When do you find is the best time to make art? Do you set aside a specific time everyday or do you have to work whenever time allows?
Having recently completed grad school, my time in the studio has changed a lot. During grad school my focus was on my studio practice 24/7. This included a lot of 2 am studio nights, and week long “studio binges”, and ideally one day I will be able to work this way again. Having that focus and concentration in the work is the most pragmatic way of working. Since I live in San Francisco, it is necessary to have a full time job on top of my Collective work and Studio Practice. Now my weekends and week nights are dedicated to studio time. It is nice to go from my “day job”way of working and then be able to tap into an entirely different mode of working and thinking. I think that’s an important balance to maintain, although a hard one none the less. In this way, it is more important for me to both schedule and dedicate specific time to my studio practice, as I don’t have the luxury of letting it flow freely.
How has your work changed in the past five years? How is it the same?
In the past five years, my work and my investigations have changed a lot and grown with the advancement and changes in technology. Having studied Printmaking, I have always been interested In the construction of an image and the boundaries of that visual information. How much or how little an image can convey based on its context both with another image or on its own, or simply how it is rendered and segmented. With the development of technological integration into our daily lives, a reflection on this has helped develop and change the form of my work, and my interest has moved more from memory to documentation and the archive. The form of my work has changed entirely. I used to work solely in flat works on paper, be it Etchings, Lithographs, or Silkscreens. Now I’ve moved more into dimensional and installation based work, that the content calls for, and to produce the images I am printing inkjet produced images on transparencies, incorporating light and movement.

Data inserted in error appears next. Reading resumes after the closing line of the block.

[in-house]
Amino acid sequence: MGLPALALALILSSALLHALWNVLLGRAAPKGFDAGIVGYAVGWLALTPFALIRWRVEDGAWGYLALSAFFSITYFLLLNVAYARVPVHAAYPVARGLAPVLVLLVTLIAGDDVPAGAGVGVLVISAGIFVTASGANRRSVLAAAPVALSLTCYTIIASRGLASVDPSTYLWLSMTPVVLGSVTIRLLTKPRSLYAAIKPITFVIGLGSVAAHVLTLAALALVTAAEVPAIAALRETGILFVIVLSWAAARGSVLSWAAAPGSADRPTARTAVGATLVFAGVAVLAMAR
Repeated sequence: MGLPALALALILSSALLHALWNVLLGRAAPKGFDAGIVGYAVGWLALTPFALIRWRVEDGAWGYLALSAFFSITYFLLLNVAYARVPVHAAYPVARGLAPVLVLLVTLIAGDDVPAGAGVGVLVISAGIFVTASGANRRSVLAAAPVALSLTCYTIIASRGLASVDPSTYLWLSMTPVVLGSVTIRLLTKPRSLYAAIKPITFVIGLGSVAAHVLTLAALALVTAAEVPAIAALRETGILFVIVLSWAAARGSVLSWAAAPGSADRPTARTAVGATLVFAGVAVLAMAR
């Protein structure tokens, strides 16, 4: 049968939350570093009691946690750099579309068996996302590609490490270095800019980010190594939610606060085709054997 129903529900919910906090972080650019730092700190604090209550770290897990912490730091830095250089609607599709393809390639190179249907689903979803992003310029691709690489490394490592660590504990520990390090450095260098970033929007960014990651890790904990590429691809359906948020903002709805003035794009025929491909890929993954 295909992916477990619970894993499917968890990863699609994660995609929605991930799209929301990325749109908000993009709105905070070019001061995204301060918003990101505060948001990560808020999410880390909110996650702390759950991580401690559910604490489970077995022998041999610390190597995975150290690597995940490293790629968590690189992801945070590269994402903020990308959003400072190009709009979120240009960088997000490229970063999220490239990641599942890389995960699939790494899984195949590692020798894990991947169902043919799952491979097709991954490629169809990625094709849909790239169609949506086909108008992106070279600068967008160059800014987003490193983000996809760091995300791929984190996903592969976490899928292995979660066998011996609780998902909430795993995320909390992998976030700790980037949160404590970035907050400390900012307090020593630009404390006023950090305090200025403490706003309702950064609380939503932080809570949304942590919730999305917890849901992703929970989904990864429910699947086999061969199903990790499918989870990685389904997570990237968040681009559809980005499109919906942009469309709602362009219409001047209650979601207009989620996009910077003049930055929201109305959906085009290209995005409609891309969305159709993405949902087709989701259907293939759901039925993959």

How have people such as family, friends, writers, philosophers, other artists or even pop icons had an impact on the work you do?
My family has influenced me tremendously, not only because they are the subject of my investigation, but because of their interest and consistency in documentation, and this goes back generations. Growing up there were always camera around, and the video cameras changed as the development of the camera grew. My father was always behind the camera recording various trips, and we had a consistent roll of filmed developed. Out of that, I have a lot of source material to access my past, including videos to watch and pictures to hold. I can’t imagine how it will be for future generations to look back at a vast number of images and videos of their past. Will they dive back into old hard drives or simply lose everything once they get damaged? Herein lies some of the threads of my research. What does it mean now to have documentation, recording, even surveillance constantly at our fingertips? what does it mean to have every second of our individual lives, our history, documented?
Have you ever been pulled in the direction of a pursuit other than being an artist? What are your other interests?
My day job pulls me in a direction I never expected to be in for so long, which is simply administrative. I am also diving more into a graphic design field, which I always resisted while in my undergrad, being very dedicated to an analogue way of making through printmaking.
Danielle Genzel is an emerging artist based in San Francisco. She recently completed her MFA from California College of the Arts. She is a member of the Oakland based Art Collective CTRL+SHFT and has participated in various exhibitions such as MFA Now at Root Division, Ntropic Exhibit: Light, and This is not A Painting at Embark Gallery in San Francisco.
All images copyright of the artist and used with their permission.